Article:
So as the Occupy movement switches tactics to occupy foreclosed homes, I pose the following questions for my colleagues here at BHL and the commentariat:
1. Given that many of those homes are the property of the very same banks who were bailed out with their/our tax dollars, is there any reason to object to Occupiers simply reclaiming property that we could argue, with some strong moral force, actually belongs to “them/us” anyway?
2. And given the questionable legality of the foreclosure tactics banks have used, isn’t there a legitimate question of whether those homes really belong to the banks?…
…I don’t have a clear answer to either question myself, but I don’t think it’s clear and obvious that these attempts to occupy foreclosed houses are wrong on libertarian grounds.
Let us parse Horwitz’s questions:
1. The use of tax dollars to bail out (some) banks does not mean the “we” own the banks; it means that the banks owe “us” money.
Even accepting for the sake of argument the dubious claim that the foreclosed houses are “our” property, by what right does a small fraction of the populace — a fraction that probably pays far less than its “fair share” of taxes — occupy “our” property? If the foreclosed homes are “our” property, they should be sold and the proceeds returned to taxpayers in proportion to the taxes they pay. Occupiers have no particular right of occupation, and their occupation probably would diminish the value of the property they occupy, thus depriving taxpayers of what is rightly theirs.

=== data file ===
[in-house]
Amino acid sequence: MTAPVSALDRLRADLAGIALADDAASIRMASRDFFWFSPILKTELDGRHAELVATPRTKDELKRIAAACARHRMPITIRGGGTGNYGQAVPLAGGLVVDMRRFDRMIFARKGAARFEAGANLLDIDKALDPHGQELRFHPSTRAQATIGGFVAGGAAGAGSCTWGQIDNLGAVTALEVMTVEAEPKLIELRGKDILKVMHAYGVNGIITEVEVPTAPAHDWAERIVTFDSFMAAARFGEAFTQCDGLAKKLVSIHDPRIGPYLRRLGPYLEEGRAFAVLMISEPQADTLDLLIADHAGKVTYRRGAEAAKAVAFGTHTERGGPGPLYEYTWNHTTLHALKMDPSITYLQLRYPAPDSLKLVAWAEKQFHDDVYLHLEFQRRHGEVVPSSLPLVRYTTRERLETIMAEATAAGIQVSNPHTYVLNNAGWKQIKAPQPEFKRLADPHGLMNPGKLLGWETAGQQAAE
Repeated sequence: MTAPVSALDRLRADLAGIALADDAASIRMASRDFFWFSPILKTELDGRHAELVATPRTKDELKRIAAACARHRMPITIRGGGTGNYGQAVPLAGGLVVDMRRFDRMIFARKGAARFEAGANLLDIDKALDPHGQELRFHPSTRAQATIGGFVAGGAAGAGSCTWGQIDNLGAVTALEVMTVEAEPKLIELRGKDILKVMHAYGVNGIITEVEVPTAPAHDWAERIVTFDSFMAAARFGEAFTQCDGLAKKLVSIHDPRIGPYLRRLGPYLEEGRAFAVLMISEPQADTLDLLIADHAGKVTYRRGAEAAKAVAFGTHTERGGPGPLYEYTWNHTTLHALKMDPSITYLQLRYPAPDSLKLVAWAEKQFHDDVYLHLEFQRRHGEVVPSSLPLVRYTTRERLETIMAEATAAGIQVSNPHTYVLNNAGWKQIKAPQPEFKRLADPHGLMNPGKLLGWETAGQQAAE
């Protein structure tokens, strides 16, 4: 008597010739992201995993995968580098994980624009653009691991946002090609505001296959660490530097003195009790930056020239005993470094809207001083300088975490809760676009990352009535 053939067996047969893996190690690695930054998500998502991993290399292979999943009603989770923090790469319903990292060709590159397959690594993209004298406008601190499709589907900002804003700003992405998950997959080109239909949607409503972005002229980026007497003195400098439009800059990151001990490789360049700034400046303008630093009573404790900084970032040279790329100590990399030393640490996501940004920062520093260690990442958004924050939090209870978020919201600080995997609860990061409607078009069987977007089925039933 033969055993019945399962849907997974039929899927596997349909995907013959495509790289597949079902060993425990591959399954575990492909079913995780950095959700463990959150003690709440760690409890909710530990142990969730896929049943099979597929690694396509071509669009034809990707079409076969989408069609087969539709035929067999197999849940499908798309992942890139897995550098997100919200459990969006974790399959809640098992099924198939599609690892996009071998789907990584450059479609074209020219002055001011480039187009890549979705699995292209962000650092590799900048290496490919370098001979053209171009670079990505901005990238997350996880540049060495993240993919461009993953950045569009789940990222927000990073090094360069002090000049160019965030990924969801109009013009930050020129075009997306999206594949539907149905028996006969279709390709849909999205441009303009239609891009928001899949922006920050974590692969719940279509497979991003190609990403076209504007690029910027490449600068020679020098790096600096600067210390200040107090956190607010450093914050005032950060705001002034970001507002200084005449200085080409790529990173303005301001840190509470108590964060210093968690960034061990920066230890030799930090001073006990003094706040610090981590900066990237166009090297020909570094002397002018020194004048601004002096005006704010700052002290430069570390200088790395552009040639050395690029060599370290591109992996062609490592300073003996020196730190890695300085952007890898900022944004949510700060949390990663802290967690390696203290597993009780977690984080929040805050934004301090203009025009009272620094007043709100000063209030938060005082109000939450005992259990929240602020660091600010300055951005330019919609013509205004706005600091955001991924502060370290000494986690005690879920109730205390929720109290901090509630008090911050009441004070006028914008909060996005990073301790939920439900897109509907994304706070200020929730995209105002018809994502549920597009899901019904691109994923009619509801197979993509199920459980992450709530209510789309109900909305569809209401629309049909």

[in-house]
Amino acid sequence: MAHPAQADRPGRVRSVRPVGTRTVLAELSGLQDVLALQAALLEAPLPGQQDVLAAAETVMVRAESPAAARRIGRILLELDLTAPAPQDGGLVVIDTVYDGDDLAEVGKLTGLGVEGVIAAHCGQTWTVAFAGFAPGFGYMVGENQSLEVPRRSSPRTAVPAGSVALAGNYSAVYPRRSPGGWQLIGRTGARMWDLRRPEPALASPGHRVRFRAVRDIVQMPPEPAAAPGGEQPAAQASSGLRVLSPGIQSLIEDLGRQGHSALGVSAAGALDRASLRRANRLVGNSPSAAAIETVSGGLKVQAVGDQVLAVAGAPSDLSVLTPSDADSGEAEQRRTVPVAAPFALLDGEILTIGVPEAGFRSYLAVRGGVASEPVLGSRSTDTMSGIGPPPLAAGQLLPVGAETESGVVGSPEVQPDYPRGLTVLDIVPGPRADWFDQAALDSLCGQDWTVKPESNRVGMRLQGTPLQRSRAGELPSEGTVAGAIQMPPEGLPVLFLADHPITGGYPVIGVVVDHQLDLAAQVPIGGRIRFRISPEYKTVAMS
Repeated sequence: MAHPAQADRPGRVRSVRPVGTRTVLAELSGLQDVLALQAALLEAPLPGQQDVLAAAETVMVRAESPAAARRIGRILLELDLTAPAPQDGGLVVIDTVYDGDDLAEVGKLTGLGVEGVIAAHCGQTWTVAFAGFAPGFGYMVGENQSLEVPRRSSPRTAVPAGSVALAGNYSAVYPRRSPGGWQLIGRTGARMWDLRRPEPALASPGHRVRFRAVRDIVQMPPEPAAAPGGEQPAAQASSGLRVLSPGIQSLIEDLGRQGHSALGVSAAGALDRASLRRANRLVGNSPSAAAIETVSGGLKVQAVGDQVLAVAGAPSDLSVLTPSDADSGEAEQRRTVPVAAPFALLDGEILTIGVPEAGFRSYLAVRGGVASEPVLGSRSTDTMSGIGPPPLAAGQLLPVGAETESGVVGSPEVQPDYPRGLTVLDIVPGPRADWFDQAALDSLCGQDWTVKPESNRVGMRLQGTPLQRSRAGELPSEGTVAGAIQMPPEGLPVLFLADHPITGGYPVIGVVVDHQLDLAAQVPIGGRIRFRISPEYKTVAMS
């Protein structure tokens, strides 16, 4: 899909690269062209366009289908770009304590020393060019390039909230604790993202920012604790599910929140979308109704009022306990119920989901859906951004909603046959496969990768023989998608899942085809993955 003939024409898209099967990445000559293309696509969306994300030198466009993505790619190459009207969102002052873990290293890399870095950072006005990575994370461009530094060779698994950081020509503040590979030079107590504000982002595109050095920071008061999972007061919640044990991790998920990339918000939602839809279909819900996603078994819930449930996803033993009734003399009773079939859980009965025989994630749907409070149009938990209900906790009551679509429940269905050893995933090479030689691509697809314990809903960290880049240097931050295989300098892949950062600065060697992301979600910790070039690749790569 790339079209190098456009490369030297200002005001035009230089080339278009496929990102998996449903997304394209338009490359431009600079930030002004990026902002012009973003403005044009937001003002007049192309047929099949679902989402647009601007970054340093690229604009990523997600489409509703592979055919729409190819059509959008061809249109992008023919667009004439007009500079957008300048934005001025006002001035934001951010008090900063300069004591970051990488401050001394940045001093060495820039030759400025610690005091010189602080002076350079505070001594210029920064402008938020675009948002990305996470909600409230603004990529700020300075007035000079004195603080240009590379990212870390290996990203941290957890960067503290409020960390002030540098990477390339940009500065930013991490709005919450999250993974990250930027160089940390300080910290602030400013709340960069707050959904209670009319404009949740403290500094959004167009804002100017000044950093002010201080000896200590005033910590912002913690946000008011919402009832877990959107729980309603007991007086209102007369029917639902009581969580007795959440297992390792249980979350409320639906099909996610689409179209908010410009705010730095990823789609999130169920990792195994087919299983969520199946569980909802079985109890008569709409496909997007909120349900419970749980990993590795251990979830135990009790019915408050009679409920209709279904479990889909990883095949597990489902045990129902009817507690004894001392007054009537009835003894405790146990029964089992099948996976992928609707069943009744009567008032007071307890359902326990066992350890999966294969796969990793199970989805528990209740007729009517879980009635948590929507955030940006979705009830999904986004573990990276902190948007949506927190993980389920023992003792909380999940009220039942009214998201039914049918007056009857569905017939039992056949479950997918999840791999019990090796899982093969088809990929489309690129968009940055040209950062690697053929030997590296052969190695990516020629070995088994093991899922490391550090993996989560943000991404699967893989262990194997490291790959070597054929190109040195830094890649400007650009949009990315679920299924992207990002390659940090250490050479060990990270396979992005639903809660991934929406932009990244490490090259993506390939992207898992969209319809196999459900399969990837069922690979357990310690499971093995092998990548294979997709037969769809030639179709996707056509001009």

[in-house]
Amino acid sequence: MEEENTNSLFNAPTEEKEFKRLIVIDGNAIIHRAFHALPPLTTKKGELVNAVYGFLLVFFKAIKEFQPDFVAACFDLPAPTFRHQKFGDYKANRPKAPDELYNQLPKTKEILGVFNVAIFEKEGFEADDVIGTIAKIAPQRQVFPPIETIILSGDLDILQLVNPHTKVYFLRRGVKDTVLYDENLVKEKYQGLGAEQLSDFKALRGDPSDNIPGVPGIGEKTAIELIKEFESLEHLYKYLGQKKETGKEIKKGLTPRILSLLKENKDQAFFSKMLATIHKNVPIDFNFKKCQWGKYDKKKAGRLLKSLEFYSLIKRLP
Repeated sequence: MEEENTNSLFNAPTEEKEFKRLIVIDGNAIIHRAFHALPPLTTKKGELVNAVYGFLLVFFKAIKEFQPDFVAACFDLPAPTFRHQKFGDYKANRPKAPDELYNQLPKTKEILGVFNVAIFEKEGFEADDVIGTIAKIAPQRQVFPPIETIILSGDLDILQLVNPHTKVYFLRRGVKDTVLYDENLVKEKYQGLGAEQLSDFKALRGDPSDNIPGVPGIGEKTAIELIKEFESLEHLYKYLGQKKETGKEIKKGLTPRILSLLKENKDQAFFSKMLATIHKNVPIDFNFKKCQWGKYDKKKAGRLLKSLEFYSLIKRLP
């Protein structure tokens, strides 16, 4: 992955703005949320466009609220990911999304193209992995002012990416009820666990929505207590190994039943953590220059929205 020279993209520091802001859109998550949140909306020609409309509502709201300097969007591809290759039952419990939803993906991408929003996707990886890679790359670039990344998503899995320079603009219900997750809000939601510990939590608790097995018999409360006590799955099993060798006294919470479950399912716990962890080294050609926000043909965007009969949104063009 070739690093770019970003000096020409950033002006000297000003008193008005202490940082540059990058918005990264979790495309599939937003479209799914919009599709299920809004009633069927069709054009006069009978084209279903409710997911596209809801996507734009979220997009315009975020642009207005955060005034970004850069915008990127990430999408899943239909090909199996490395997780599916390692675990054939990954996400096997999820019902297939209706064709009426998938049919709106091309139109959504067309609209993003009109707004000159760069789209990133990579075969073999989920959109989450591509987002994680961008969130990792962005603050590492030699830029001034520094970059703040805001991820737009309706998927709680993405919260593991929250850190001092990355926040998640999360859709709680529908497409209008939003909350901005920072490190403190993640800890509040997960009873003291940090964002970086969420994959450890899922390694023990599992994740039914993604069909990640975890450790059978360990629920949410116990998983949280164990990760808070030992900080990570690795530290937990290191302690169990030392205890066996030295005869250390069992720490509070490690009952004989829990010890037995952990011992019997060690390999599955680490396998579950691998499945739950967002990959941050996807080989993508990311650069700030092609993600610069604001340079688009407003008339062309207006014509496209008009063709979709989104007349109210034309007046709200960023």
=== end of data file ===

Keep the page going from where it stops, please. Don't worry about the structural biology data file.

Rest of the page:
The “logic” of question 1 leads to such spectacles as the occupations of public parks and streets, which occupations deny large numbers of taxpayers the peaceful enjoyment of the facilities for which they paid.
2. If the homes really do not belong to the banks — a sweeping and unproved assertion — then they belong to the persons on whom the banks foreclosed and/or taxpayers in general (accepting for the sake argument the dubious claim that the foreclosed houses are “our” property). As explained above, occupiers have no claim on foreclosed homes. Accordingly, their occupation of foreclosed homes is an immoral breach of the property rights of the rightful owners.
* * *
Perhaps Horwitz is merely being provocative, but the fact that he doesn’t have a “clear answer” to either question indicates that his grasp of moral principles is weak. In that respect, he is in company with several of his co-bloggers at Bleeding Heart Libertarians.
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